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    I think the Kool Stop pads will be worse. They don't pick up aluminum shards, but their grip on rims isn't that great.

  3. #3
    Senior Member Werkin's Avatar
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    Quote Originally Posted by dsb137 View Post
    ...on this descent I feel like I'm having to gorilla grip the break levers in order to scrub speed which makes the whole affair rather uncomfortable...

    I'm using Chorus 10spd calipers and levers, the plain calipers not the skeletons...So, what if anything can I do to improve my brake performance?... Would using the newer skeleton calipers gain me anything?...
    Rim brake pads get hot then performance fades, trying a different pad compound is a good experiment.

    The solid arm, dual pivot, front Chorus 10spd caliper has less flex than the skeleton caliper, the bending skeleton arm can be seen with the eye. The skeleton is good, but the older version is better.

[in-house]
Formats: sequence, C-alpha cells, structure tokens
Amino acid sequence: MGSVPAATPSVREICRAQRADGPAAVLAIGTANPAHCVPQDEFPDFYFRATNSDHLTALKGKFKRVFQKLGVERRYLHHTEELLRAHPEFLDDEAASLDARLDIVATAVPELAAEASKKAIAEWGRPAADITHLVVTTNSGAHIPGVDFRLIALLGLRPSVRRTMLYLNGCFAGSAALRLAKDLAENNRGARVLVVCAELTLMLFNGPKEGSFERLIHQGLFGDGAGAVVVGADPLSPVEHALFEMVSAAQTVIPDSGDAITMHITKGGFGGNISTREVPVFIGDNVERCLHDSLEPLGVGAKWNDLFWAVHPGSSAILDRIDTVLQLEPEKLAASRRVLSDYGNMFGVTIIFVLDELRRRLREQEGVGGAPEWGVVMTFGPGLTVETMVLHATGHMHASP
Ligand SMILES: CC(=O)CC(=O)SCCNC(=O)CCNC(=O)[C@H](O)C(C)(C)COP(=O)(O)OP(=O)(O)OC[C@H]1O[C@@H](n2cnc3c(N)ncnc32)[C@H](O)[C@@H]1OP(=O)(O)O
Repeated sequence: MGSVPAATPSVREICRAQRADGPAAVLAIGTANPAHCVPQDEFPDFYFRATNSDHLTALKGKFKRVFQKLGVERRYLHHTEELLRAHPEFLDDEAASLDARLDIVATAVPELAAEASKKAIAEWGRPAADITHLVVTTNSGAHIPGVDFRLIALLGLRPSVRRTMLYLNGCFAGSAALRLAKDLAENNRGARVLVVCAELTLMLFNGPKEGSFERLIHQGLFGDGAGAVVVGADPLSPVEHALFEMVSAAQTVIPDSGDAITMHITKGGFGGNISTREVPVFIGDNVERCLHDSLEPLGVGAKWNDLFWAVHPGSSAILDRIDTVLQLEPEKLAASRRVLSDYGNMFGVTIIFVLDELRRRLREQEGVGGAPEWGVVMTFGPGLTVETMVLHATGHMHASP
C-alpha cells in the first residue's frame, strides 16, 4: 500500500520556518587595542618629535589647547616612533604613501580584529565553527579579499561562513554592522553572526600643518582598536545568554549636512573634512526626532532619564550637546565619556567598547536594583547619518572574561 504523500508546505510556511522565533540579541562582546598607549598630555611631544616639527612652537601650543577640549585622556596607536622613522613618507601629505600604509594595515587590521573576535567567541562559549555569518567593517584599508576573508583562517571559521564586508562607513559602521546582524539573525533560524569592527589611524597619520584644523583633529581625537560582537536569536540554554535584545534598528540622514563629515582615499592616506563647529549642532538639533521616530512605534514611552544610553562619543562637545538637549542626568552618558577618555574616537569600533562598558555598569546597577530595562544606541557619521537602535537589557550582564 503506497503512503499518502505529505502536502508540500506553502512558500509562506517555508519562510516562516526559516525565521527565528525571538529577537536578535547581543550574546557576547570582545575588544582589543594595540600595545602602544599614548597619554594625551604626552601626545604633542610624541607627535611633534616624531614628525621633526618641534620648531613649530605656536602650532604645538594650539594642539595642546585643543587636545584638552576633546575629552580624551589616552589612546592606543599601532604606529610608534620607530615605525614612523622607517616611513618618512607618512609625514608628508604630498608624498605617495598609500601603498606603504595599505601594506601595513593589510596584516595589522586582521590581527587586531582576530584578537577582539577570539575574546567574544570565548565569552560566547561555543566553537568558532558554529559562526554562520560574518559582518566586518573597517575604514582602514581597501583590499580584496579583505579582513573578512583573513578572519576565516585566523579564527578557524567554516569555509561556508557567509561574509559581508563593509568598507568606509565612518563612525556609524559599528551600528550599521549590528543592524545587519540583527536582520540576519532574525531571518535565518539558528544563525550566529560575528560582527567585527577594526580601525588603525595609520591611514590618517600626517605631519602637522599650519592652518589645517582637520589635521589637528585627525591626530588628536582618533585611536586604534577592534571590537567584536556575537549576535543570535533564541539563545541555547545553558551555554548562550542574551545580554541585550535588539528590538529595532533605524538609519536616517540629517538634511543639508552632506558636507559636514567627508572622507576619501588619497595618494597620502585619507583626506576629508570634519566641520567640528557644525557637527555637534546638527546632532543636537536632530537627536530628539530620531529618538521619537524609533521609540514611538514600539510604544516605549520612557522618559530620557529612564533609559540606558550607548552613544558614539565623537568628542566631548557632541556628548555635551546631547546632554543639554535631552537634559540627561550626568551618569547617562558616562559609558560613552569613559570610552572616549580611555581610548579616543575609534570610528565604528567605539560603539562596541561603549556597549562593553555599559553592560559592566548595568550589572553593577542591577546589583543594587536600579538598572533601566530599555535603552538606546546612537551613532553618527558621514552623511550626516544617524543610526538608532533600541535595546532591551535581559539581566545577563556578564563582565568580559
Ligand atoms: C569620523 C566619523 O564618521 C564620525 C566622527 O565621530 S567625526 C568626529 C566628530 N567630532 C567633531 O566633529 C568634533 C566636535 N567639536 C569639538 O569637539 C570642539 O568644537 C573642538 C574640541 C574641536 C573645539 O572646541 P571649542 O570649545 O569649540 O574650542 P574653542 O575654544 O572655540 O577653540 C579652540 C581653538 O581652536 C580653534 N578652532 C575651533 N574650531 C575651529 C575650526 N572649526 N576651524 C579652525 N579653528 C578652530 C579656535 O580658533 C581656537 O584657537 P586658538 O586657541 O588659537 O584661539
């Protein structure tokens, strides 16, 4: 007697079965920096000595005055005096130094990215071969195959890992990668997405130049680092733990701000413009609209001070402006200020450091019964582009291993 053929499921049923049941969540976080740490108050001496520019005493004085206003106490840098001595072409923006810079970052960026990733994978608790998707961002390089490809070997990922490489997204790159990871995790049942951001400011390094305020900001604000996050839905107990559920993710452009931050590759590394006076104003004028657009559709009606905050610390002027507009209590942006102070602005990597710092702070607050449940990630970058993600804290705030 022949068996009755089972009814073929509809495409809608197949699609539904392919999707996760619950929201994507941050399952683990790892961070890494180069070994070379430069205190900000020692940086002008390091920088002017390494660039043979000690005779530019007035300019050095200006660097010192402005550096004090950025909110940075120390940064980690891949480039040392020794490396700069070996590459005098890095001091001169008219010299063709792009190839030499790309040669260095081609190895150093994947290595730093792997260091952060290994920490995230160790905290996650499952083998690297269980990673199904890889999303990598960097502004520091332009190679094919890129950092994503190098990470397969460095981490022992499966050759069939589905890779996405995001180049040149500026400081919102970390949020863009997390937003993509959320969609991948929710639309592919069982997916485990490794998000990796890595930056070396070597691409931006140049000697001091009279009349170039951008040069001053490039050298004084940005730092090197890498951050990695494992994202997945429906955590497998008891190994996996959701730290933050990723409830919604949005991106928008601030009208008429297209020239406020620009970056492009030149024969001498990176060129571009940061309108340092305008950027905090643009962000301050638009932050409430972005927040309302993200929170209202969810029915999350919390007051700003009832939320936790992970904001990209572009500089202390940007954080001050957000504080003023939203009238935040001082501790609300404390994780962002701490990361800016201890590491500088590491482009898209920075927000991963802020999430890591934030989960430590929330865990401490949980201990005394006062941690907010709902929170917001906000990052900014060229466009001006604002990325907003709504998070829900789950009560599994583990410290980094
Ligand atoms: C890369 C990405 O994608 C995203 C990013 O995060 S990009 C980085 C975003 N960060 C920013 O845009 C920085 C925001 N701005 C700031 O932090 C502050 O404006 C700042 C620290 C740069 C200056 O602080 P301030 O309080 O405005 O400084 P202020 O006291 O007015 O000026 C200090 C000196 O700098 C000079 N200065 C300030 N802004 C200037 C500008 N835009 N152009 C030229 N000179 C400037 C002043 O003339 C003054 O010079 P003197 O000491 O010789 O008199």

A brake pad deposits pad material to the rim's friction surface, which aids grip, aggressive degreasers should be reserved for lube contamination, or following resurfacing.

    Try brushing the swept area of the rim with 600 grit wet/dry paper, then clean with denatured alcohol. This will improve short duration braking, but it won't improve heat tolerance.
    Last edited by Werkin; 07-29-11 at 08:41 AM.

  4. #4
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    Your brakes will work better as the anodizing is scrubbed off so I'd say that is not a issue. A change to a machined surface doesn't matter except that it isn't anodized and your rims have already been scrubbed of anodizing.

    If you are bombing a 11 to 21% grade you could be going 60mph at times. Slowing from that speed will require a steady hand on the brake lever. In my performance driving instructor days I used to tell students "going fast is never comfortable." Same thing on a bike...

    What Werkin said about pad material transfer to rims is correct. You want to let that pad deposit material on the rim as it does aid braking. Stop scrubbing your rims and pads and I bet your braking will improve. Rims and pads are wear items anyway.